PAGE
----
Easy no knead 100% whole grain bread using oven
The day before baking - starter (levain)
I keep a starter "stock" (see the river cottage bread book, for example, for instructions on how to prepare a starter) in the fridge. The starter contains about 2 cups of flour. The day before baking I split the starter in half and add 1 cup of whole grain flour to each. I then add two-thirds of a cup of water to each half and mix until homogeneous. Both are then covered and then placed in the fridge.
The day before baking - soaker
I mix 2 cups of whole grain flour with about 1 cup of water and mix to a paste-like consistency. I usually prepare this directly in the baking tin - in this case the bread machine tin, with mixing attachment in place.
The amount of water added can be varied depending on how wet you like the dough. Mine is quite wet. When leaving the stock for a long time (I've left it for 3-4 weeks) it helps to keep it on the dry side. The two side by side below have two-thirds and three quarters of a cup of water respectively, and I think you can see the difference. I've prepared the starter and the soaker up to 36 hours in advance of baking, but usually about 12 hours in advance on the evening before.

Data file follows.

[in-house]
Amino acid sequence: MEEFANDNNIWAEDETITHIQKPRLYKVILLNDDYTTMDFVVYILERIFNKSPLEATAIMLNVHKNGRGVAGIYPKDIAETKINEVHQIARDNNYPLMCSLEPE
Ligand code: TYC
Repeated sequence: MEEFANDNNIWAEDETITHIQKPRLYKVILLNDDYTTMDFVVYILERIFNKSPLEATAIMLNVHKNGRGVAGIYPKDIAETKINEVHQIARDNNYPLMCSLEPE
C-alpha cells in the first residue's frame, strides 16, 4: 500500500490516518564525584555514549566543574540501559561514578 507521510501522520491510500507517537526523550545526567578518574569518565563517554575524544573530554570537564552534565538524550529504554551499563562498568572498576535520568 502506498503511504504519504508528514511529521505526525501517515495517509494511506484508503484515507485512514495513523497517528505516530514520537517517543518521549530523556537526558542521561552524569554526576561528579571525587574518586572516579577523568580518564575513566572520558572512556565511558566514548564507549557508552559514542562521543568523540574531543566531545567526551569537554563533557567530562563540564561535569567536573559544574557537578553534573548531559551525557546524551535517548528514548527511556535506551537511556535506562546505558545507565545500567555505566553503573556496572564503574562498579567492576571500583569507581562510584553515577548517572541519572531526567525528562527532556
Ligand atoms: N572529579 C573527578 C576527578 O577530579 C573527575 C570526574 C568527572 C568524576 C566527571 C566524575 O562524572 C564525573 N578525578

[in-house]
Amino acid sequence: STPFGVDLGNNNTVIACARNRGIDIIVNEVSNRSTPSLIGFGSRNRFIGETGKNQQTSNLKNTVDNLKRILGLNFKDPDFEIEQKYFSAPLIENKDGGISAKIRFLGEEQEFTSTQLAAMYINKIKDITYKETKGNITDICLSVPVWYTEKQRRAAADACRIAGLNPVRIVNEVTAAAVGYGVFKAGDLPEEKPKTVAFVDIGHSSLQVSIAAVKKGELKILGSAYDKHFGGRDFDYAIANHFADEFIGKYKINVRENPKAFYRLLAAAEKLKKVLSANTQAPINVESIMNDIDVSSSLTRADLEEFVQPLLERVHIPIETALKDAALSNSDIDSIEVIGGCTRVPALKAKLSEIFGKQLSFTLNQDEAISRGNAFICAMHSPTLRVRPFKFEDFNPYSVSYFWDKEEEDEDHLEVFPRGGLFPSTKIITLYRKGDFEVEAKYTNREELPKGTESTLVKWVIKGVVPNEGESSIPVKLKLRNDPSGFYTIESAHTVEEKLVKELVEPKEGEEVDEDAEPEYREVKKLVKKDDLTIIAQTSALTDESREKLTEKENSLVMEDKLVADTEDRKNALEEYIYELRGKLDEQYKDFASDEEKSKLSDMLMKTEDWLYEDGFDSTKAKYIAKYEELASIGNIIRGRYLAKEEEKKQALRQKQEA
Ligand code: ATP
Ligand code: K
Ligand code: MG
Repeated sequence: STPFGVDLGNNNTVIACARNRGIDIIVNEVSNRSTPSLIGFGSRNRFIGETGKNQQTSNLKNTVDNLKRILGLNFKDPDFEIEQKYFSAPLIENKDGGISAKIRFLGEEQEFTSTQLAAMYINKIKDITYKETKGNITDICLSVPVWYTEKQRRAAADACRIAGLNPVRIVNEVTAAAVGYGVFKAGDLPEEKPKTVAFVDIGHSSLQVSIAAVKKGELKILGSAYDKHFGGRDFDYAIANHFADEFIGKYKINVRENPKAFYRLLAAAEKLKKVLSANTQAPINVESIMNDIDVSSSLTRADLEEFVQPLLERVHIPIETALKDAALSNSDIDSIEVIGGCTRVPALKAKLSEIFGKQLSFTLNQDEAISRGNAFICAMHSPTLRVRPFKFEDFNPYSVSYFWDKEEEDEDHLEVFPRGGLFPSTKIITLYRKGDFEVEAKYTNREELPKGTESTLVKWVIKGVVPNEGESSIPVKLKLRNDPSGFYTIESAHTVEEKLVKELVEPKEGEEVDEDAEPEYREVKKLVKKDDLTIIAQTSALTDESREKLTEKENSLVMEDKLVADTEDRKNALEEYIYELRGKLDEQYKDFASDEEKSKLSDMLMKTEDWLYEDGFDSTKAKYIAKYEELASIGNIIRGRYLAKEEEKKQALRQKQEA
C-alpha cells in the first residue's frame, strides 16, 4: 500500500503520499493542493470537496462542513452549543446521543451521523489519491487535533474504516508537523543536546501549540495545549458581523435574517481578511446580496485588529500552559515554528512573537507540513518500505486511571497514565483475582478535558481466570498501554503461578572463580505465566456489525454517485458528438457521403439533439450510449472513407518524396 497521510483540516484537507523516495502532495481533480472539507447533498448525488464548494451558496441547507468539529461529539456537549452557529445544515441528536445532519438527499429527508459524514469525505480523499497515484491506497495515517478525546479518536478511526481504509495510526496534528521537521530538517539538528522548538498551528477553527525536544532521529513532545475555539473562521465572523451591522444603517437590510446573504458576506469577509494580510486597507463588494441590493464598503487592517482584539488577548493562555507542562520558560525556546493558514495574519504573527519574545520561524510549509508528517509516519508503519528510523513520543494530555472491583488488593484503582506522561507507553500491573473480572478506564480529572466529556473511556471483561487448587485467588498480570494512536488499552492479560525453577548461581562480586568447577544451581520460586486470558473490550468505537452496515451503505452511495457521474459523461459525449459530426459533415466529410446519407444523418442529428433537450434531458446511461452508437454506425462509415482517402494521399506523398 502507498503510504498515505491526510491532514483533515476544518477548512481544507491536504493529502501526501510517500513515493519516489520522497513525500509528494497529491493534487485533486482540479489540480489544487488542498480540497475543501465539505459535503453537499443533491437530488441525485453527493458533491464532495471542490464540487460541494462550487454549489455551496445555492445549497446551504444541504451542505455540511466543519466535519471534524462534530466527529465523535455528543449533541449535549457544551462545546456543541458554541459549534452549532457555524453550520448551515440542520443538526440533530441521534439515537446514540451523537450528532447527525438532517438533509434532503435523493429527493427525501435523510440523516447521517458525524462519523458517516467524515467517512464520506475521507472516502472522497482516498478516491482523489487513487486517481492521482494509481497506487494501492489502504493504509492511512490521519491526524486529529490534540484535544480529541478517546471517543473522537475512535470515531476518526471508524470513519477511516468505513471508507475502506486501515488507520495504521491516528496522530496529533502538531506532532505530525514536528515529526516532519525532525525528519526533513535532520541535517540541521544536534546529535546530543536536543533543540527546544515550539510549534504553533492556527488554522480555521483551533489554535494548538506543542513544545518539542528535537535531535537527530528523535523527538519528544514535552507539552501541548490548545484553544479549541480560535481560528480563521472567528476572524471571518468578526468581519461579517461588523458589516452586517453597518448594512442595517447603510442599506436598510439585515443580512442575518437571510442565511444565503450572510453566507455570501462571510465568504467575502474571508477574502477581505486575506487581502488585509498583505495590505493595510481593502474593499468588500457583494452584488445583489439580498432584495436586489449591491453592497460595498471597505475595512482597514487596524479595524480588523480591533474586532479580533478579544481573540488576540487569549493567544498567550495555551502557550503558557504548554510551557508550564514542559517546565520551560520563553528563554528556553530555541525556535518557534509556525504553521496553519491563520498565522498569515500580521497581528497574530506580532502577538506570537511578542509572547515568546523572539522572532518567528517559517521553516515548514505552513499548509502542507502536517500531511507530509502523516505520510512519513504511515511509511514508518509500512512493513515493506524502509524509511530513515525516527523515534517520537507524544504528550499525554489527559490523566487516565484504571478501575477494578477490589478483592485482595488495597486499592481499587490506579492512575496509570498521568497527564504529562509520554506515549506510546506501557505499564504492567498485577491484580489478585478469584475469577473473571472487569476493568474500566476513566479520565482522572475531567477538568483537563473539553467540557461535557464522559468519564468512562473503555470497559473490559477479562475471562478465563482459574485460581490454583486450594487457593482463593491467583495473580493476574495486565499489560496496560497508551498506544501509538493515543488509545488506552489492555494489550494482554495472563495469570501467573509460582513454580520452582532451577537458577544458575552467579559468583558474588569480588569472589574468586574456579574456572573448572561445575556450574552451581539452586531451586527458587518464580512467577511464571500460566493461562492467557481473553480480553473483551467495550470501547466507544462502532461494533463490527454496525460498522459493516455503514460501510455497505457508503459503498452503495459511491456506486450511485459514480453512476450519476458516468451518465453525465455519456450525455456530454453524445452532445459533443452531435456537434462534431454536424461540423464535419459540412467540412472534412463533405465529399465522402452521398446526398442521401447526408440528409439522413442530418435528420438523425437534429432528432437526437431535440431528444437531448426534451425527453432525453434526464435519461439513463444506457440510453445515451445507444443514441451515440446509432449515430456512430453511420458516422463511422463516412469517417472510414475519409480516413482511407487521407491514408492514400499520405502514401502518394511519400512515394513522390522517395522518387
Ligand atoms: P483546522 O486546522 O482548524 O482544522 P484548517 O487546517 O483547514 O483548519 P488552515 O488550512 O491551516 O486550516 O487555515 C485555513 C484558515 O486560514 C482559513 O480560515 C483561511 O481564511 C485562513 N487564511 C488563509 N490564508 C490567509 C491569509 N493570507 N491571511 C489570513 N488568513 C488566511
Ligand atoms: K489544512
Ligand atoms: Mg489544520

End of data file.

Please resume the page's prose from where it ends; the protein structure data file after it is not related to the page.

This is where the recipe changes from the one using the bread machine that I posted. On a Sunday I have all morning so I like to use the oven to cook at a higher temperature and let the (wet) bread mixture rise without any instant yeast. I've been using my bread machine baking tin in the oven because it is high sided and helps with the bread shape.
Mix the starter and soaker in the baking tin (the soaker is quite stiff, so although there's no kneading you might need a bit of elbow grease - or a mixer!). I also add some salt and honey at this point. Half to one teaspoon for me, but let's say "to taste". Leave to rise somewhere warm (I have a forced air outlet that is pretty warm all winter) for maybe 2 and half hours (the dough may not rise that much).
Pre-heat the oven to 450F and bake for 10 minutes; then turn the oven down to 375F and cook for another 30 minutes.
Baked in the oven at 450F the bread gets a very nice, slightly sweet, crust. It doesn't rise as well as the bread machine loaf (see the two loaves side by side in one of the pictures below), and it is a bit more involved (not much) but I prefer the taste of this loaf.
Store in an airtight container so the bread doesn't dry out. Slice, bag and store in the freezer if keeping for more than a few days.